Ultimately, pitching to an investor is an important step in the lifecycle of any startup company. But knowing how to do it right is what sets successful companies apart. It is important to choose your investors wisely and train for the pitch accordingly
An investor pitch is, probably, one of the most intimidating parts of being an entrepreneur. This is a fact when you are raising your first angel round or are a seasoned pro looking for series ‘A’ or venture capital. For about 45 minutes, you put yourself and your business up to be examined from every possible angle and assessed for monetary value. And those precious minutes can make all the difference in the world between a successful business launch, or a business idea that never gets off the ground. With so much at stake, it is important for founders to get their investor pitch right. Here are some tips to help you prepare for delivering a perfect pitch…
Find the Right Investor
For most founders, a pitch begins long before one even walks through the door. This is because the result is often decided when you pick an investor. So, how do you ensure you are pitching to the right investor?
It is quite simple, actually. Before scheduling the meeting—even before deciding to reach out—do a thorough background check. Try to learn everything you can about your potential investor—their background, interests, network, availability, and outlook. Try and research their present investment portfolio. Does your business fall in the category of businesses they like; if not, this can be a talking point.
Learn to Be Organised
This may seem very basic, but, at times, small things can mess up a big meeting. So, reach your location at least 10 minutes ahead of time and try to get access to the room to check if everything is working fine like the IT set-up. There are times when we are unable to find a perfect way to connect a laptop to a screen in less than a minute, so ensure that it is sorted out before your meeting begins. You should have multiple backups to avoid any kind of trouble, like a USB stick and paper copies. Possibly, you will never have to use them, but it will give you confidence. Do not leave anything to chance so that you can focus your attention on the conversation and not the accessories.
Spend enough time on rehearsing. Do mock presentations in front of the mirror and with family and friends to find the chink in your armour and improve your confidence. Ask them to ask meaningful questions and not hold back criticism. Keep learning about your product inside and out and know your industry in-depth. This will help build your confidence and knowledge around your product or service.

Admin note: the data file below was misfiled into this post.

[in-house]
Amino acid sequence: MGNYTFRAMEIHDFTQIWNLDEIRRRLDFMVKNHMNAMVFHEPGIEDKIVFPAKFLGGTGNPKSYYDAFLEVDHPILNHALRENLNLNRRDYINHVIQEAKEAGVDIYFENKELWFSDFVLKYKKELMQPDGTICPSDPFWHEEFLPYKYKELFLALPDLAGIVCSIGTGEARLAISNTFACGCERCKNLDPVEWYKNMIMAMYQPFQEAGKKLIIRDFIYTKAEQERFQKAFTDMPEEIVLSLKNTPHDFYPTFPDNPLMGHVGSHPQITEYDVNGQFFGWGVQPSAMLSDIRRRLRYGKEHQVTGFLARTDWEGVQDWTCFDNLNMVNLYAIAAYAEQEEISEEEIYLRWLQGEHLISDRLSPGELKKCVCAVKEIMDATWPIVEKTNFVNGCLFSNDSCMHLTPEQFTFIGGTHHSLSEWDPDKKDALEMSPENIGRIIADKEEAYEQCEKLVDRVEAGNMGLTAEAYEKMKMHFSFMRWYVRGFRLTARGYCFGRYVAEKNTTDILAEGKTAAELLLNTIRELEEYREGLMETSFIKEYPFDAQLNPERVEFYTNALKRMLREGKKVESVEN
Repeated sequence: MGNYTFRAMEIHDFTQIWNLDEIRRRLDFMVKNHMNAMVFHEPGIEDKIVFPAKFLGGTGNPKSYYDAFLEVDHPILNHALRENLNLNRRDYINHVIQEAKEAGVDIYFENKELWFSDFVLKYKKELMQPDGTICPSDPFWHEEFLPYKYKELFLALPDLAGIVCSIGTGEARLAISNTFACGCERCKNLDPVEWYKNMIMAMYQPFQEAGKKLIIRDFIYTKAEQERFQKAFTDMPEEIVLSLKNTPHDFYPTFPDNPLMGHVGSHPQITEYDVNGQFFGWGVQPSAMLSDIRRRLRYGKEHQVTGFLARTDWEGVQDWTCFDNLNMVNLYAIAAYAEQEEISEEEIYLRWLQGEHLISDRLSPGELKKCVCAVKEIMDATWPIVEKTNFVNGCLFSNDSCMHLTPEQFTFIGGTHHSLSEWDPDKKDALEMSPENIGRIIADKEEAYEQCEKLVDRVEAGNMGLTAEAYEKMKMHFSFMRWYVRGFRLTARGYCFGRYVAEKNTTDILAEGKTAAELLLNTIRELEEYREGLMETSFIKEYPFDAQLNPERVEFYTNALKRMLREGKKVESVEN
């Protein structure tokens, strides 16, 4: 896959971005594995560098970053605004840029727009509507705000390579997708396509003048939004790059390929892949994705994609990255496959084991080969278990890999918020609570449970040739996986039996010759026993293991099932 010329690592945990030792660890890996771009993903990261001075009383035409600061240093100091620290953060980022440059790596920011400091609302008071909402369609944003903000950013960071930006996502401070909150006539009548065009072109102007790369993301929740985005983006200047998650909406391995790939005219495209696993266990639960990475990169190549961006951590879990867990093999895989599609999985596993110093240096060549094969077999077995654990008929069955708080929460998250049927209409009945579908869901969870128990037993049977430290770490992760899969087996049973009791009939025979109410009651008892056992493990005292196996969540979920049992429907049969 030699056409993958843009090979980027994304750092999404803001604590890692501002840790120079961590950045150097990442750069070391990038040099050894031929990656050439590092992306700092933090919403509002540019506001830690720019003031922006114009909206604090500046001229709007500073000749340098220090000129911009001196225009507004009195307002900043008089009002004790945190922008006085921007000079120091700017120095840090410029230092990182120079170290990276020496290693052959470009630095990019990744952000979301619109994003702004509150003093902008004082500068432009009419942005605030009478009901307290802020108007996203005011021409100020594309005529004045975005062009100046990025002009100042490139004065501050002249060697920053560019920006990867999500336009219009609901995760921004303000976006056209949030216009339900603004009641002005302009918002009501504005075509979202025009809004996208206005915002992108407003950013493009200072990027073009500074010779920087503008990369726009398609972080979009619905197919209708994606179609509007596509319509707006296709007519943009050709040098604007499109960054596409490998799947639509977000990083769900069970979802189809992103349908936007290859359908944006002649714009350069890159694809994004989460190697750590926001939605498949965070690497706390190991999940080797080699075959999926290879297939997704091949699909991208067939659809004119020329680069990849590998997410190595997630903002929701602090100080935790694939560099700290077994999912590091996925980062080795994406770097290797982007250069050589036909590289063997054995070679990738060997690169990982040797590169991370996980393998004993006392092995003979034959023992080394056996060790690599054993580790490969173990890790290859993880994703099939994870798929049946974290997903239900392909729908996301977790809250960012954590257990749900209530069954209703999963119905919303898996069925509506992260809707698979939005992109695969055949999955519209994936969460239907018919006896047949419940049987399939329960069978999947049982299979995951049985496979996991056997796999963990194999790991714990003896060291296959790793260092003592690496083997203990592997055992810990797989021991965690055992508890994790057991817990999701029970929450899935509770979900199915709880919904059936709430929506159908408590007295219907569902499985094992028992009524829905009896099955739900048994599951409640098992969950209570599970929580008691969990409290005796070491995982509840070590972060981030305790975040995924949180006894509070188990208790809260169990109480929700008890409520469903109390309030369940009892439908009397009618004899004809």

Tell Your Story Well
You must know all that you are about to show and say. You must present the pitch confidently. If you have to keep looking at the slides, you, probably, are not ready yet. Ensure you have a good grip over the key details. Keep the critical metrics in your head. Make the pitch as interesting as possible. It can be difficult while dealing with numerical data, trends and forecasts. So, try to step back from hardcore data in between and focus on the larger picture. You can talk about your journey. The things that inspired you to create your business, the successes you have had, or the setbacks that forced you to make certain changes and, finally, where you want to go now…
Specify Monetary Needs
One mistake founders often make is being vague while talking about money. Be confident and specific with your request. Investors want to see that you have a thorough idea about your financial needs. At the same time, it is important to show them where you anticipate to be after spending their money—as this builds trust. While this level of specificity may not guarantee funding, it will ease concerns and instil greater confidence in your business model and strategy, which can lead to greater fundraising success.
Prepare for Q&A Session
Finally, remember to prepare for a rapid-fire Q&A session. Your investors will have questions no matter how perfect your pitch is. You must anticipate those questions and have clear answers to enhance your credibility and address concerns before you leave the boardroom.
How do you anticipate such questions? View the pitch from your investor’s perspective. Are there specific concerns they may have about your market? Are they likely to have any issues with your business model? Will they have questions about your product? Did you gloss over any details that are important to understanding the viability of your business? Is there anything you said that may need more clarification? Jot down those things and figure out how you can fill in the gaps.
About the Author
Mr. Harish Jagtani, a philanthropist, visionary, businessman of Indian origin, currently based in Democratic Republic of Congo for more than 20 years now, is one of the most reputed business owners in the Indian diaspora as well as the entire expat business community in DRC. The business house caters to multiple domains, including but not limited to Domestic as well as International Air Cargo, real Estate and infrastructure development, healthcare, hospitality as well as CSR.
Coming from humble beginnings from Jaipur, Rajasthan, Mr. Harish Jagtani has come a long way in building this conglomerate with a strong and clear vision, sheer dedication and grit. Starting with a small job in sales, Mr. Harish Jagtani today is a proud and righteous owner of a fleet of airplanes and multiple businesses that cater to the basic and advanced needs of the people of Dem. Rep. of Congo in different sectors.